State Budget Trends Study Commission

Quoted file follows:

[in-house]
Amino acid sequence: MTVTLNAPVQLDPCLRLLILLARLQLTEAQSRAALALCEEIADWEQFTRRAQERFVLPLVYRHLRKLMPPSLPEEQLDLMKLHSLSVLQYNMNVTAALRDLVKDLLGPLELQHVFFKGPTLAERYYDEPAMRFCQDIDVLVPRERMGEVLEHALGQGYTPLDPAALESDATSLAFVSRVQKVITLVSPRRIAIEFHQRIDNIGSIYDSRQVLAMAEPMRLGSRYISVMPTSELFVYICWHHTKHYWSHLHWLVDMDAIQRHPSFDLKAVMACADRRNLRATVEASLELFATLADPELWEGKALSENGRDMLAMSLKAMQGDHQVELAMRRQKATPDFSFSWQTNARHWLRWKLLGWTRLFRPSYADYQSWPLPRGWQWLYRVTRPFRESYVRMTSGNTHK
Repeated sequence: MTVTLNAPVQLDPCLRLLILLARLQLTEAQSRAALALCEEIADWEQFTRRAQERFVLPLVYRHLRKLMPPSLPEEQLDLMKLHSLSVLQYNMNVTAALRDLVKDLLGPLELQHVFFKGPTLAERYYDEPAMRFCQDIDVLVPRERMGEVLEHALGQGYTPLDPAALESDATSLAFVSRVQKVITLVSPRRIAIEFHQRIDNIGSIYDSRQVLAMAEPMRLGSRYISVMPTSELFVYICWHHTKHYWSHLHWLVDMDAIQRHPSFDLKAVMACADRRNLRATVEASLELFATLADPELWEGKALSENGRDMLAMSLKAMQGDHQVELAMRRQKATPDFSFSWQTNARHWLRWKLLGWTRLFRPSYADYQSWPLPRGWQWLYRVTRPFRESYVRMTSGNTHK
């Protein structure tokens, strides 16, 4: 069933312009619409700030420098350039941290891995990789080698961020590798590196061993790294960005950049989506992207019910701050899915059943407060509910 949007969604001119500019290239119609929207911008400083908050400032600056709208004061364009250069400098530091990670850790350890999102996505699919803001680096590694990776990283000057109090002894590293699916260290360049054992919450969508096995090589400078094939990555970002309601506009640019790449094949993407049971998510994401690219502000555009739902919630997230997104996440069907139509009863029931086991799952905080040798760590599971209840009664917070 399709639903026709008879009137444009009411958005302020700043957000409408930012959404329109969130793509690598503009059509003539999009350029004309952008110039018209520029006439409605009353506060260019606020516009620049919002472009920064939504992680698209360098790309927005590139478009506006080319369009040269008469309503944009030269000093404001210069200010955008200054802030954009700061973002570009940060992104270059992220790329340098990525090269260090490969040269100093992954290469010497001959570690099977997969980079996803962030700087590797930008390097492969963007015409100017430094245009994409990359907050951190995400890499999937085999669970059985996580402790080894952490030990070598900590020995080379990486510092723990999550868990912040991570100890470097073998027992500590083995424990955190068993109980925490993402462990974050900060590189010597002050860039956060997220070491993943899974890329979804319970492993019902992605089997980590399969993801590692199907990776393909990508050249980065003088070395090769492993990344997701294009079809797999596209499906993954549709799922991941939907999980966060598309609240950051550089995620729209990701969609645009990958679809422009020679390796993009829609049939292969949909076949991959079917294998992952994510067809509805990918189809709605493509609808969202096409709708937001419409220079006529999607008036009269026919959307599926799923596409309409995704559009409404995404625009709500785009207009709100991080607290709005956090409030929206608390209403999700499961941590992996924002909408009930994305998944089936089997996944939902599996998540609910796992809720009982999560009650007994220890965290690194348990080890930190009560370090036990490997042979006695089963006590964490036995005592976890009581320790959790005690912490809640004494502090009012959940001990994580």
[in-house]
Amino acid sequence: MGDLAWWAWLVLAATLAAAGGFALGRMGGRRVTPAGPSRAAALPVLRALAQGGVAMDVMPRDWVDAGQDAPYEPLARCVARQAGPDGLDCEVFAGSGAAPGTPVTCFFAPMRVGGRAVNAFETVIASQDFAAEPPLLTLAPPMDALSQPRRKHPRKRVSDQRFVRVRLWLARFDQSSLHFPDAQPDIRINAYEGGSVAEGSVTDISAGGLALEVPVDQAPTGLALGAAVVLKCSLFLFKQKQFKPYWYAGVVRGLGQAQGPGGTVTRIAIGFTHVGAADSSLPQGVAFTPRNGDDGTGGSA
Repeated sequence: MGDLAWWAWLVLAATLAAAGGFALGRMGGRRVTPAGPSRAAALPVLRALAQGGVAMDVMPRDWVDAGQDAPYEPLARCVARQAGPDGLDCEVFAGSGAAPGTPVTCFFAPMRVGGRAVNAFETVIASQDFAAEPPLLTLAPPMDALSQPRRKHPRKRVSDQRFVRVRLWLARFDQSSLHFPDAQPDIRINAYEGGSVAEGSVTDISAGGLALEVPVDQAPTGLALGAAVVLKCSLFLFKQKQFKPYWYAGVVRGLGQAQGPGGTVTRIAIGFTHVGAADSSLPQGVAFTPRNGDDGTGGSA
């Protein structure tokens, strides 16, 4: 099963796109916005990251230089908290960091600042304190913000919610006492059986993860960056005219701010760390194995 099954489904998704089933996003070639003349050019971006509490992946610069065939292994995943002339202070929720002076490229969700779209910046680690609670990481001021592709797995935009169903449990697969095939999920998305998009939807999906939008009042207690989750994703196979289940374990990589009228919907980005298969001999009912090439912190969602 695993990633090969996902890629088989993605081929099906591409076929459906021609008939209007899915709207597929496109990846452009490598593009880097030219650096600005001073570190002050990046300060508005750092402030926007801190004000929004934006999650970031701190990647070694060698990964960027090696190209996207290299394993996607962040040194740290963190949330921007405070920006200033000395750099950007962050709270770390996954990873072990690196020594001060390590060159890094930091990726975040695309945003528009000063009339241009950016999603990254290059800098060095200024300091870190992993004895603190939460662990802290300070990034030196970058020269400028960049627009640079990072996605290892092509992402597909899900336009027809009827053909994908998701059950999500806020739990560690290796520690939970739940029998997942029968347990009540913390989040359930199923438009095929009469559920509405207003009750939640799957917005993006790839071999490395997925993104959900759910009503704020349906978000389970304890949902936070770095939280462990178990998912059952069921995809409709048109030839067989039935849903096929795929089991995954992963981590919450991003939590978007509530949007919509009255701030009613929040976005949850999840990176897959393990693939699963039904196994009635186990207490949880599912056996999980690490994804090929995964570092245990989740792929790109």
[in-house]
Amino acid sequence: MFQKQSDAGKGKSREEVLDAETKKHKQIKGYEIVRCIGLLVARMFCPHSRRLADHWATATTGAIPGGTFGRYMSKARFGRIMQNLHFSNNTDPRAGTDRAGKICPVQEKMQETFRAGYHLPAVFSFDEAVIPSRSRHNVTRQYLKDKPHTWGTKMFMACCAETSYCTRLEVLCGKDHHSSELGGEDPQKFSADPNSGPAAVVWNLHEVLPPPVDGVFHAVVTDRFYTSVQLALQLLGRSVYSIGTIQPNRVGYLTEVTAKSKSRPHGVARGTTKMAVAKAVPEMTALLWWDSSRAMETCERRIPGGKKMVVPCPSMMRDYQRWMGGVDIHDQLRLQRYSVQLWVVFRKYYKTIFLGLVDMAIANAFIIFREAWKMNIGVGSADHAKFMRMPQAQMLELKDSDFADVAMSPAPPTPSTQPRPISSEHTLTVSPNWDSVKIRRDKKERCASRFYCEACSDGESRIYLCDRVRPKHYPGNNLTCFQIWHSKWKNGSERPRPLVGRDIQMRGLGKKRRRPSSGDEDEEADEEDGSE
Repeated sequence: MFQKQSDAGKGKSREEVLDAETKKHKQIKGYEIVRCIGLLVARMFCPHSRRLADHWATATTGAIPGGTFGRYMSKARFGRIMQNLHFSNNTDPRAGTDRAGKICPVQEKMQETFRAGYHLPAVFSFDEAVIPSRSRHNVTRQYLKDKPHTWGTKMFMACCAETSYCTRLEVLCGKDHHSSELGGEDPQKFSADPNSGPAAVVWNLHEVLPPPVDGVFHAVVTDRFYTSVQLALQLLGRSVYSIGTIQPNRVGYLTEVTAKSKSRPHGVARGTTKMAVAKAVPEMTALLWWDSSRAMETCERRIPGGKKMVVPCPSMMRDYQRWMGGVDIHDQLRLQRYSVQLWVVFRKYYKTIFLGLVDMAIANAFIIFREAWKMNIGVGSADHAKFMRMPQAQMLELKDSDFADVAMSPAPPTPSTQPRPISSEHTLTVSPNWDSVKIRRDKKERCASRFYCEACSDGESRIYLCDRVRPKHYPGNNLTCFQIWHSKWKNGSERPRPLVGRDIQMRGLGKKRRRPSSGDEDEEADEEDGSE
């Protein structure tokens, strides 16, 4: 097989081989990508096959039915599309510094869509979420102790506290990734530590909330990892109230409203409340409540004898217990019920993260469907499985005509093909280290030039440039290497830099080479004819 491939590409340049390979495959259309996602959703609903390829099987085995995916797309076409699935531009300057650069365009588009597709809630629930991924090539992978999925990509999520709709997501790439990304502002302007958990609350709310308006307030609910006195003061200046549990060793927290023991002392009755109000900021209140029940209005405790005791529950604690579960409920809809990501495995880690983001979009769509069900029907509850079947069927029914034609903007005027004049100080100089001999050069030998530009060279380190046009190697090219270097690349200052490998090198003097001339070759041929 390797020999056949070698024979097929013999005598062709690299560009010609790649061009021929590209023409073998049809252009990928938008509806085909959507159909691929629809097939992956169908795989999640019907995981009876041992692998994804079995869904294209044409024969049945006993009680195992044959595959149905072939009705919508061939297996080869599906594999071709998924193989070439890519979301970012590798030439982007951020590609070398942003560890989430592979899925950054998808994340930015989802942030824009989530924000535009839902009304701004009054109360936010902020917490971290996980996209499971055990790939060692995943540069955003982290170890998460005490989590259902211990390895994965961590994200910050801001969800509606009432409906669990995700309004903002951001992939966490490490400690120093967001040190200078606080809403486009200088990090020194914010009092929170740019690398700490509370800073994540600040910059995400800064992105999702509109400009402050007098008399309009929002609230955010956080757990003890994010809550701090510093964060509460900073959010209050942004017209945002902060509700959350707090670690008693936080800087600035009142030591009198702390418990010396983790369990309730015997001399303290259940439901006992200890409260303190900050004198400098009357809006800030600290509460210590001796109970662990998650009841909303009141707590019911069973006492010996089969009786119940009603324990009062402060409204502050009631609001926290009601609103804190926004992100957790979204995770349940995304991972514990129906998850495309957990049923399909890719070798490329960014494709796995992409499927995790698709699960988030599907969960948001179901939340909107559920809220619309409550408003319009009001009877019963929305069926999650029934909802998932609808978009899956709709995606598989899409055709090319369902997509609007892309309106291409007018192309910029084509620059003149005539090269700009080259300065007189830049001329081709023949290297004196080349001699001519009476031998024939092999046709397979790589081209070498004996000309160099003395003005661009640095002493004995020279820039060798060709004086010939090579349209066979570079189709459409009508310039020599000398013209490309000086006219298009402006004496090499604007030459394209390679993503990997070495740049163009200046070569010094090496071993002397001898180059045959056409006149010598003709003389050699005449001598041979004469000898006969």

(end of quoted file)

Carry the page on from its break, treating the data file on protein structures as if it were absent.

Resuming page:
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State Budget Trends Study Commission Preliminary Report February 1, 2008 Budget Trends Study Commission Work Plan The Budget Trends Study Commission has a broad task – to identify key issues that have and will cause budget instability. We will examine key fiscal and demographic trends and consider whether our current state policies are able to keep up with the changes. Where we see disconnects, we will discuss a range of possible responses that may help the state respond to the changes ahead. We see this as an opportunity to single out some preventable sources of budget instability and to prepare recommendations that will allow future governors and legislators to focus on critical policy issues rather than correcting the latest shortfall or spending the unforeseen surplus. Problem Definition The state has a brief window of opportunity as it reaches its 150th birthday. For a cold place at the end of the road, it has done very well in recent decades. Minnesota’s population has grown and prudent investments have been made, fueling economic growth that has exceeded most of the United States and the world. However, past performance does not ensure future results. An aging population and changing workforce may have significant impacts on the state’s tax base, spending needs, and overall future progress. Do current tax and spending policies have the flexibility to respond to these coming changes? If not, how can we adjust these policies to create a system that can transition with our changing society? How should Minnesota revise its revenue and expenditure systems to reduce budget instability and increase budget predictability for state and local governments? Resources The commission has not received any funding to date and will rely upon executive and legislative staff to support discussions, as their time and budgets allow. While funding for dedicated staff would be useful, the group will proceed from the assumption that it will work within available agency data resources and staff time to augment the commission members’ own time and talents. Final Report The final report should be a resource for executive and legislative decision-makers. As a result, preliminary findings will be completed in a time-frame that will allow issues to be addressed in the 2010-2011 biennial budget cycle. The final report will identify a number of key issues that cause budget instability and identify potential solutions. The commission will articulate these issues and provide a blueprint for confronting these issues in the future. The commission will not advocate for a package of legislation, but its recommendations should be a resource for public officials to guide them in their deliberations. Key Issues To Be Considered 1. Volatility of state revenue streams and expenditure outlays 2. Opportunities to improve long-term budget planning 3. Impact of demographic changes on state revenues 4. Impact of demographic changes on state spending 5. The fiscal relationship between the state and other government entities 6. Long-term viability of state revenue and spending structure Timeline Date Tasks to Complete January 23, 2008 Meeting • Review draft work plan • Define scope of work • Agree on commission goals & criteria • Members introduce past reports and general conclusions February 1, 2008 • Preliminary report delivered to legislature February 27, 2008 Meeting • Detailed review of revenue trends including demographic factors • Discussion of each of the key revenues and alternatives • Presentation of specific findings of past budget commissions March 25, 2008 Meeting • Discussion of budget and spending trends • Detailed review of demographic impacts on expenditures and discussion of alternatives (specific area tbd by group) • Continued discussion, key spending items, revenues, and alternatives April 22, 2008 Meeting • Detailed review of demographic impacts on expenditures and discussion of alternatives (specific areas tbd by group) May 27, 2008 Meeting • Measures of state revenue volatility • Detailed review of state payments to education and local governments and discussion of alternatives June 24, 2008 Meeting • Presentation of budget planning process and alternatives • Detailed review of budget reserves, contingent tax increases or spending reductions, and use of other stabilization concepts. July 22, 2008 Meeting • Review micro-simulation and impact of demographics on revenues and expenditures August 26, 2008 Meeting • Discuss policy options September 23, 2008 Meeting • Further discussion of policy options • All data complete October 28, 2008 Meeting • Further discussion of policy options November 25, 2008 Meeting • Preliminary findings completed December 16, 2008 Meeting • Develop communications plan January 15, 2009 • Final written report due Budget Trends Study Commission Goals and Criteria The commission’s goal is to recommend changes to the current Minnesota revenue and expenditure systems in order to respond to changing state demographics and reduce budget volatility. The following criteria will be considered as Minnesota’s revenue and spending systems are assessed: • Stability – Minimizing annual fluctuations in revenues and expenditures and improving predictability for taxpayers; • Sustainability – Keeping the tax and spending systems aligned with changing demographic and economic conditions; • Simplicity – The revenue and expenditure systems should be easy to understand and administer; • Accountability – The revenue and expenditure systems should be transparent to remain accountable; • Efficiency – Any opportunities for improvement in the efficiency of the tax and expenditure systems will be recommended; • Effectiveness – Similar to efficiency, the commission will look for opportunities to make the state expenditures better meet the needs of the state’s citizens; • Equity – Treating people of equal means similarly or taxing based on ability to pay; • Competitiveness – Promoting economic vitality and advantages relative to other states; • Neutrality – Government policy should not distort market decisions. The tensions among these criteria naturally require that they be balanced against one another. The commission expects to leave questions about the size of government, the allocation of expenditures, and the distribution of the tax burden to the legislature and the governor.